Father Javier Giraldo talks about the bilateral ceasefire and how he thinks this will change the situation in Colombia; on his expectations and hopes for when peace is signed with the FARC; and what risks exist in the regions.
PBI: How do you think the peace agreement will change Colombia?
Father Javier Giraldo: For the last four years, Colombia has been searching for peace agreements between the Government and the FARC guerrillas, after 60 years of armed conflict which has left many millions of victims and has brought with it a progressive degradation of the war in many aspects.
This process has progressively revealed the labyrinths, some of them with no way out, which we must enter to look for peace agreements. The country has already lived 33 years of failed peace processes during the last cycle of violence, without counting the negotiations, agreements and eliminations of former combatants from previous cycles where we identify the same causes.
A long tradition demonstrates that the agreements are not being implemented and that rebel fighters are eliminated after disarmament, but not only them, also the social and political forces that are close to them.
Recently a document was signed in Havana that defines the penultimate of the six points on the agenda agreed at the beginning of the dialogues, including the commitment to a bilateral and supposedly definite ceasefire. Nevertheless, the country is deeply polarised by the growing and increasingly powerful political positions on the extreme right. It is as if they are reliving the positions of the Cold War, fed by the monstrous economic power of multinational businesses that rabidly defend their exclusive interests with very powerful means.
PBI: What expectations and hopes do you have for once peace is signed?
PJG: Whilst there is a euphoria about peace that is translated into slogans or clichéd phrases that get repeated everywhere, when you look a little deeper into what lies behind these slogans or what these superficial phrases avoid saying, many concerns become apparent.
The extreme right opposes the process because it favours impunity for the rebels, who are definitely responsible for more than a few war crimes. But, the populist movement is more afraid of impunity for the most powerful, and for State agents and paramilitarism whose war crimes, crimes against humanity and genocide vastly outnumber in quantity and cruelty the crimes of the insurgency, and their impunity will translate into continuity for a repressive power will continue to affect the most unprotected sectors of society and will violently block the social reforms that are urgently being called for.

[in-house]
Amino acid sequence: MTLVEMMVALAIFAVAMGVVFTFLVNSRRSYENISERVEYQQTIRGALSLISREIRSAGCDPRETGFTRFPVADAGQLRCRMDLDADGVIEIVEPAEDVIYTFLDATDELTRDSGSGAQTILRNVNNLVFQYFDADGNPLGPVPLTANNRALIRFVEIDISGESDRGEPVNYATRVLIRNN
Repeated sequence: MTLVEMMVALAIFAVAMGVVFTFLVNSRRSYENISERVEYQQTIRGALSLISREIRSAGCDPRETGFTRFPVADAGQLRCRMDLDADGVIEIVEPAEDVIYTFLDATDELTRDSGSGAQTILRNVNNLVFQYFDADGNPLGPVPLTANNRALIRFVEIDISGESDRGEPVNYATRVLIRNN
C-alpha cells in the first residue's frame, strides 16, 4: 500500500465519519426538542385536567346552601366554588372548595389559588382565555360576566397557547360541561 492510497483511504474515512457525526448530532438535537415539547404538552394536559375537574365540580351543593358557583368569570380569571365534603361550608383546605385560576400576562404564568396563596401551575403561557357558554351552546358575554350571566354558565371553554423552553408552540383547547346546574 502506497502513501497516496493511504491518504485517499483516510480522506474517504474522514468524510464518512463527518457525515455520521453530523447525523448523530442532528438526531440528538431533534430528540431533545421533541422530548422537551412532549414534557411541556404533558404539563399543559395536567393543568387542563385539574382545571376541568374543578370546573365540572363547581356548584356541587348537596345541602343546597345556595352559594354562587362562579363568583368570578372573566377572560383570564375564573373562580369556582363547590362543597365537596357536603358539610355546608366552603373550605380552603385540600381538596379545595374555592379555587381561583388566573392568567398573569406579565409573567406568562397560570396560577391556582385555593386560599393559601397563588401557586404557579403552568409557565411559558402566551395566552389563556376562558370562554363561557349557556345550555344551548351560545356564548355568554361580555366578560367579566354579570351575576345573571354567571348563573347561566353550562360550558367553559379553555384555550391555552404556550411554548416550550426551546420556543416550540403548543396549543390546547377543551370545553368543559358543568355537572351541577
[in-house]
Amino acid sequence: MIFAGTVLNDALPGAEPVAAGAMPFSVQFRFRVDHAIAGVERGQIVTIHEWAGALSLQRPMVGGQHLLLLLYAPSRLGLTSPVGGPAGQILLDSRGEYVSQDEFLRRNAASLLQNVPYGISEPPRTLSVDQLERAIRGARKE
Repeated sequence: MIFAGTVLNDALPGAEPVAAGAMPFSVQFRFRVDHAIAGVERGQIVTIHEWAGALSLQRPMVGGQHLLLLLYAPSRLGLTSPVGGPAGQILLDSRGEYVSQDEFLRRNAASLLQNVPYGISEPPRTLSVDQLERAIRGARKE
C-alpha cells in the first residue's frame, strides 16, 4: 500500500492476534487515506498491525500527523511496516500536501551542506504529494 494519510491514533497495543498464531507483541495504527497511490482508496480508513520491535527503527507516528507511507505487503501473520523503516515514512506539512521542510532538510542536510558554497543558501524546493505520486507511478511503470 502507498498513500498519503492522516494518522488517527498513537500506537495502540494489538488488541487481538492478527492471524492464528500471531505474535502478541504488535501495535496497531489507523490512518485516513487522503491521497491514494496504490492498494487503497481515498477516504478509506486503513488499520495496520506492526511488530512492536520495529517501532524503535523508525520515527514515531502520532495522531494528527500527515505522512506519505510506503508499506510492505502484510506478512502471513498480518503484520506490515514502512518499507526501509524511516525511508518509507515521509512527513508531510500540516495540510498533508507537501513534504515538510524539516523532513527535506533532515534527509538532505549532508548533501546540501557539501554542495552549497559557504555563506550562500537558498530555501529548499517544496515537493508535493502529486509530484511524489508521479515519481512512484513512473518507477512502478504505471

Despite formal efforts to build the rule of law, especially based on the 1991 Constitution, real power continues to be exercised by a powerful minority that is articulated with transnational interests, which will configure a schizophrenic State in which formality is based on legality, and what is actually real is based on thousands of clandestine networks of para-state violence whose relation with the State is roundly denied by the regime’s officials and the mass media.
PBI: What risks are there for the regions once peace is signed?
PJG: The peace, we will have to start building it, mainly in areas where the war has been more intense. The polarisation is much greater now and many of us think that, whilst the deeper roots of the conflict persist, which are extreme inequality, the concentration of land ownership, the lack of democracy and State criminality which tends to repress all social protest and destroy all grassroots movements which search for alternative and fair models of society, the conflict could be reactivated and its consequences would be uncertain.
It is important to know that for now, the agreement will not be signed by any guerrillas apart from the FARC. The other guerrilla is important numerically and historically: the National Liberation Army has not yet been able to reach minimum agreement on the agenda to start dialogues with the Government, although it has taken significant steps.
* This interview is an extract of the article “Peace in Colombia?” by Father Javier Giraldo, published 4 July 2016, in Rome for his blog “From the margins”.
*Photo: Damien Fellous / Libre arbitre